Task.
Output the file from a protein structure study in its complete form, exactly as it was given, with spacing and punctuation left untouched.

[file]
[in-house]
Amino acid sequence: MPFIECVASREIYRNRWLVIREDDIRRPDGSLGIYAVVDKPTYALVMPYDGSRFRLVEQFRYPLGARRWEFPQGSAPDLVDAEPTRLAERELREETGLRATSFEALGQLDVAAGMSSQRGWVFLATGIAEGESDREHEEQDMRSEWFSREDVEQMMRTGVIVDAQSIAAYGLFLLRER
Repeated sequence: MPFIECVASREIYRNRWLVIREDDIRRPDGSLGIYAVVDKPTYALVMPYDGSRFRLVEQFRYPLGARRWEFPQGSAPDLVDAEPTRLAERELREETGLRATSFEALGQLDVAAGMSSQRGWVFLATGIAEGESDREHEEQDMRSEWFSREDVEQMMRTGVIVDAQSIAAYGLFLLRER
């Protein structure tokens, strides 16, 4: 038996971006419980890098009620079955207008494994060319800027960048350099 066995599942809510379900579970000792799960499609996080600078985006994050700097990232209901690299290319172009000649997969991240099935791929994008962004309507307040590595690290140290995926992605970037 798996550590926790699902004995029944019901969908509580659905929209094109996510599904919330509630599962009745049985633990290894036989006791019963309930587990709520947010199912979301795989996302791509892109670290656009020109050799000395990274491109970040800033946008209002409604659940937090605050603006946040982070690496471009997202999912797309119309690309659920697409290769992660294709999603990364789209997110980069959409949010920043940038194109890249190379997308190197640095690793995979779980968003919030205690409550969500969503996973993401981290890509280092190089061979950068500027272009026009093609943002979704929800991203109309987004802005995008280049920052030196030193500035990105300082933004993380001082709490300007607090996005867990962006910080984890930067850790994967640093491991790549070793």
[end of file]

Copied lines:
[in-house]
Amino acid sequence: MPFIECVASREIYRNRWLVIREDDIRRPDGSLGIYAVVDKPTYALVMPYDGSRFRLVEQFRYPLGARRWEFPQGSAPDLVDAEPTRLAERELREETGLRATSFEALGQLDVAAGMSSQRGWVFLATGIAEGESDREHEEQDMRSEWFSREDVEQMMRTGVIVDAQSIAAYGLFLLRER
Repeated sequence: MPFIECVASREIYRNRWLVIREDDIRRPDGSLGIYAVVDKPTYALVMPYDGSRFRLVEQFRYPLGARRWEFPQGSAPDLVDAEPTRLAERELREETGLRATSFEALGQLDVAAGMSSQRGWVFLATGIAEGESDREHEEQDMRSEWFSREDVEQMMRTGVIVDAQSIAAYGLFLLRER
């Protein structure tokens, strides 16, 4: 038996971006419980890098009620079955207008494994060319800027960048350099 066995599942809510379900579970000792799960499609996080600078985006994050700097990232209901690299290319172009000649997969991240099935791929994008962004309507307040590595690290140290995926992605970037 798996550590926790699902004995029944019901969908509580659905929209094109996510599904919330509630599962009745049985633990290894036989006791019963309930587990709520947010199912979301795989996302791509892109670290656009020109050799000395990274491109970040800033946008209002409604659940937090605050603006946040982070690496471009997202999912797309119309690309659920697409290769992660294709999603990364789209997110980069959409949010920043940038194109890249190379997308190197640095690793995979779980968003919030205690409550969500969503996973993401981290890509280092190089061979950068500027272009026009093609943002979704929800991203109309987004802005995008280049920052030196030193500035990105300082933004993380001082709490300007607090996005867990962006910080984890930067850790994967640093491991790549070793």